The Morning After: Relevant or Retro?
“Their relevancy has moved away from them.” That statement bubbled up on cable TV’s Morning Joe the morning after Barak Obama won re-election as president of the United States.
It was one commentator’s sound bite assessment of the Republican presidential defeat. Another analyst reported that President Obama received some 71 percent of the Latino vote to Gov. Mitt Romney’s 27 percent, solid evidence of a “demographic time bomb” already reshaping political parties and the country at large.
The ever-wizened Tom Brokaw observed that the Obama team ran “a postmodern campaign” while the Republican efforts were decidedly “retro,” reflecting old political approaches with limited long-term viability.
The ever loquacious Chris Matthews entered the commentary fray asserting that Americans should disavow the idea that big money (over $2 billion spent on the presidential campaign alone) can determine elections, as many seemed to think it would.
Political opinions abound on the morning after the night before.
Whatever their political implications, those fascinating responses on the morning after Obama’s re-election might also be asked of American religious communities. At this decisive moment of the nation’s life, has their relevancy “moved away from them?” What “demographic time bombs” lie implicitly or explicitly ahead? Are churches and Christian institutions necessarily “retro” in proclaiming a 2,000-year-old gospel, or are there certain “postmodern” resources for confronting current demographic and cultural realities?
A recent study released by the Pew Forum on Religion and Public Life raises the issue of relevancy as seen in the declining percentage of Protestants in the U.S., a number now approximating 48 percent. While the actual number of Protestants remains about the same, they are outnumbered by non-Protestants for the first time in polling history. That development parallels the rise of the “nones,” those Americans who claim no discernable religious affiliation.
The Pew study suggests that the group of persons who consider themselves “nones” represents some 20 percent of the population, a dramatic increase in the last 10 years. Among persons age 18 to 22 those numbers rise to 30 percent, with one third of that age group claiming no religious affiliation. One Pew staff member told the New York Times that this was a unique phenomenon in polling since the non-affiliated reflected a smaller portion in previous generations.
Why is this happening and does it indeed imply that the church ceased to be relevant for a growing number of Americans? To paraphrase Brokaw, does it suggest a “retro” church in a “postmodern” world?
The Times article cited various explanations offered by Pew investigators for understanding the results of their study. One possibility is that the exodus of “nones” was precipitated by the political engagement of certain Protestants and Catholics in assorted controversies related to sexuality, church/state issues and family life.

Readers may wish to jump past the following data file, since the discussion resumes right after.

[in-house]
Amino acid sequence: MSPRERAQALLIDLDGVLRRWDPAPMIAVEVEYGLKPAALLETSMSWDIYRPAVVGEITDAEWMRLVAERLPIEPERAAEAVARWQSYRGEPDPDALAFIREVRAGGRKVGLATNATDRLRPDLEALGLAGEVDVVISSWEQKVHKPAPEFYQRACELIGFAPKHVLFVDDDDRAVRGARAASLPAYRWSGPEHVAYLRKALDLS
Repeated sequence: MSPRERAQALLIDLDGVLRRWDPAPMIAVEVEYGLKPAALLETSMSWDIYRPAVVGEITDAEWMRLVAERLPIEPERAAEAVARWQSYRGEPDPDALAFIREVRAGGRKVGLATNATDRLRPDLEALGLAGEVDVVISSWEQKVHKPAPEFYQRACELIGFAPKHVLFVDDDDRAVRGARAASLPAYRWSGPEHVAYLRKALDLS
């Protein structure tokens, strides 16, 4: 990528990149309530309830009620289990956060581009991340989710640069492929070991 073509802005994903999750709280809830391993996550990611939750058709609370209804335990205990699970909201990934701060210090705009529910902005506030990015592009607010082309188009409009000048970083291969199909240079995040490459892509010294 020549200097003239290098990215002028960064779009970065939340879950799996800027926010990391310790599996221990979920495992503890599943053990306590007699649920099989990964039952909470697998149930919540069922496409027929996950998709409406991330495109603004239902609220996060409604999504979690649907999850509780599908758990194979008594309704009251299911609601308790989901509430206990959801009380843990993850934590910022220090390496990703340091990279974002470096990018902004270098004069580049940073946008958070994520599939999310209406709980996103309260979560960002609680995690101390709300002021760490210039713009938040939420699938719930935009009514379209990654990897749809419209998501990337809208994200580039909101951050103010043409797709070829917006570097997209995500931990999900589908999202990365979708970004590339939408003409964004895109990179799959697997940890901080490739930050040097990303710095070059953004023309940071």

Another possibility involves the decision of numerous Americans to distance themselves from participation in group or institutional experiences in general -- the so-called “bowling alone” phenomenon identified by sociologist Robert Putnam. Or perhaps it is further evidence of the long predicted expansion of secularism throughout the American population.
Faith-based communities might also ask if they have contributed to this religious disengagement, and explore the implications of such a “demographic time bomb” for America’s religious future. While the gospel itself has a haunting relevancy for every era of human history, the church as an institution has not always been relevant in doing the gospel, applying it to particular moments in time.
Where might questions regarding relevance begin?
First, churches might revisit their message. What exactly is the Jesus story and how is that story to be retold again and again, here and now? In a society where many have limited knowledge of the details, can Christian communities articulate that message with clarity, passion and compassion? Are certain elements of the Jesus story more relevant now than in the past?
Second, what does it mean to call oneself a Christian? What are the spiritual trajectories that may lead to vital faith?
Third, what does it mean to live as a Christian? What is the nature of Christian action -- spiritually and pragmatically -- in the world? Where does worship of and service to God intersect for living a Christian life in a postmodern world?
Fourth, what changes in the life and work of a contemporary congregation are necessary for extending the church’s mission and how will those changes impact the church’s message? Amid the changing sociology of Sunday, where will churches best engage affiliated and non-affiliated alike?
Finally, what communal needs or issues are important enough to unite disparate Christian communities in common effort? For example, might religious leaders across the theological spectrum join in calling politicians to reduce the huge sums of money poured into campaigns while urging donors, especially those who give millions, to contribute such funds to long-term community needs such as student scholarships, housing, or rehabilitation programs? Imagine what half of the $2 billion spent in this presidential campaign would have meant to the social and educational infrastructure of American society. What relevancy!